Take a look at the list of institutions that urged Brits to stay in the EU. These include the governments of United Kingdom, as well as governments of Scotland and Wales; the majority of the ruling party and almost all members of Parliament in opposition; The European Central Bank, The World Bank, G7, G20, WTO, IMF, NATO, OECD; every government of an EU country, heads of government of the United States, Japan, China, Canada, Australia, New Zealand; the most respected British publications: The British Medical Journal, Financial Times, The Economist, The Guardian, The Independent, The Lancet, Nature, The Observer and The Times; public letters were collectively signed by Nobel laureates, academics, leaders of British universities.
These are some of the greatest masters of our civilization, ancient guardians of the traditions of politics, democracy, professionalism and integrity. They were almost unanimous. But something went very wrong.
Masters against Trump
Recently, the princesses of the United States chose between Donald Trump and Hillary Clinton. A lot of masters were against Trump. Take the editorial boards of American newspapers.
Recently, the GOP candidates were less popular among the editors, but never in US history did the people elected for president a person who had so little support from the media. On the list of most popular daily newspapers only on 72nd place you will find one that supported Donald Trump. The Economist has a graphical overview :
Look what the most read newspapers who had not supported democrats in a great while say:
The Editorial Board has never taken sides in the presidential race. We're doing it now. This year, one of the candidates is, by unanimous consensus of the Editorial Board, unfit for the presidency. By all means vote, just not for Donald Trump.
There is only one serious candidate on the presidential ballot in November. We recommend Hillary Clinton. We don't come to this decision easily. This newspaper has not recommended a Democrat for the nation's highest office since before World War II...
The flaw in Donald Trump’s candidacy is that his best promises are fairy tales, but his worst attributes are real.
Since The Arizona Republic began publication in 1890, we have never endorsed a Democrat over a Republican for president. Never. (...) This year is different.
He is, we believe, a danger to the Republic.
Confidence in America
In the old days, the candidate with such a weak support from the media would have had no chance of obtaining the most prestigious political position in the world. But times have changed.
Gallup has been asking this question for forty years:
In general, how much trust and confidence you have in the mass media — such as newspapers, TV and radio — when it comes to reporting the news fully, accurately and fairly? A great deal, a fair amount, not very much or none at all?
We see how the responses of voters for Democrats differ materially from those who vote for the Republicans: while trust Democrats relatively high and has never fallen below 50%, Republicans are almost completely lost this trust over the last twenty years. Last year, Gallup reported a record low number of positive responses, only 14%:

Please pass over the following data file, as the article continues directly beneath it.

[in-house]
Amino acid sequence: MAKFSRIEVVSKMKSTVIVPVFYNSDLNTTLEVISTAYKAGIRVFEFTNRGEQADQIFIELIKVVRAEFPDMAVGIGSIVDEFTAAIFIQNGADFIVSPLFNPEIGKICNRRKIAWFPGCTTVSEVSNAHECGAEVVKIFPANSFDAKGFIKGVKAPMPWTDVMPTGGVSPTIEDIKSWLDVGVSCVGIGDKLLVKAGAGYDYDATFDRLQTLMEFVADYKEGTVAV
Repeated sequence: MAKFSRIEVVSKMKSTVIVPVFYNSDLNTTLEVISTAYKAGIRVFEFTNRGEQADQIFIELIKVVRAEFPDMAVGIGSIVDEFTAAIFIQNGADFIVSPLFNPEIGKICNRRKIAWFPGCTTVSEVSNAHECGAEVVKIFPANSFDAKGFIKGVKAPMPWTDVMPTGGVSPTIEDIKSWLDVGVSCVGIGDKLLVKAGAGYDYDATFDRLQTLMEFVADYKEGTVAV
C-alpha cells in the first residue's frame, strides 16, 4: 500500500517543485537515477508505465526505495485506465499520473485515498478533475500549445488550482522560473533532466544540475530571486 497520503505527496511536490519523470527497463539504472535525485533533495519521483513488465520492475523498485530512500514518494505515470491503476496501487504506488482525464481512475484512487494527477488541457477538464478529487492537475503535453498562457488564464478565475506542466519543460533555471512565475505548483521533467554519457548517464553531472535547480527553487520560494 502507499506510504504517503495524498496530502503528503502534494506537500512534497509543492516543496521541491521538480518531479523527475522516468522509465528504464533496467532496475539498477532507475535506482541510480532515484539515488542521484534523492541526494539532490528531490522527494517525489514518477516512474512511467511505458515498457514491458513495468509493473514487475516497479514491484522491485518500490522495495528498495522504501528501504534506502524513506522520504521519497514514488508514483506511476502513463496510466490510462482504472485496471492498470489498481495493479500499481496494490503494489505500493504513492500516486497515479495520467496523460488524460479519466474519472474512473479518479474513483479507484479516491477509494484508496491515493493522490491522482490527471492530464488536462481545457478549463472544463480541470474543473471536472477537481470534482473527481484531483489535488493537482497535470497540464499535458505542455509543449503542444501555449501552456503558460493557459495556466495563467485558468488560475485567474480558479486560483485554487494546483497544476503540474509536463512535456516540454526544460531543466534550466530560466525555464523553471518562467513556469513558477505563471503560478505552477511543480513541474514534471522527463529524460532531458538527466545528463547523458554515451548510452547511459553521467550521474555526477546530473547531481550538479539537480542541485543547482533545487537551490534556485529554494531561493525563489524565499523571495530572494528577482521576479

Even more interesting is YouGov poll of December 2016 in which the Americans asked how much they agree with the following statement:
Everyday Americans understand what the government should do better than the so-called "experts".
Available responses were:
Strongly agree Somewhat agree Not sure Somewhat disagree Strongly disagree
See how they fit the people who voted for the two leading candidates in the presidential election. Voters Hillary Clinton mostly said "no" in the ratio of 55%: 36%. But Trump voters are the exact opposite, three times as many of them agree with this statement than there are those who disagree (71%: 24%).
Look again at this statement. and tell me what happened to the US presidential election in 2016. "Ordinary", everyday high school student Ashley protested against the masters and said, "I know better". I know how to formulate foreign policy better than diplomats. I know how to fix the economy better than economists. "Experts" are overrated. Talent, school, recognition, experience — none of it makes any difference. Ordinary Americans know better.
This is the same story as with Brexit. Leave supporters were much more inclined to trust ordinary people's "common sense" than to rely on "experts", and they were much less inclined to trust institutions, according to YouGov poll.
Masters may have taken a punch with Brexit and Trump, but they didn't drop out of the game. Just as a couple of broken machines did not mark the end of the industrial revolution, the complexity of today's civilization is no longer within the scope of "ordinary" citizens. It will be difficult to reconcile masters with Ashley, without somehow "improving" them: to make masters more worthy of Ashley's confidence, and making Ashley wiser.
How can we achieve this? I would not presume to give a recipe, but it seems to me that masters are becoming more cunning and manipulative, and on the other hand that we aren't investing a lot of effort to make voters wiser, more responsible and more aware. If we keep this up, Ashley's story will not have a happy ending.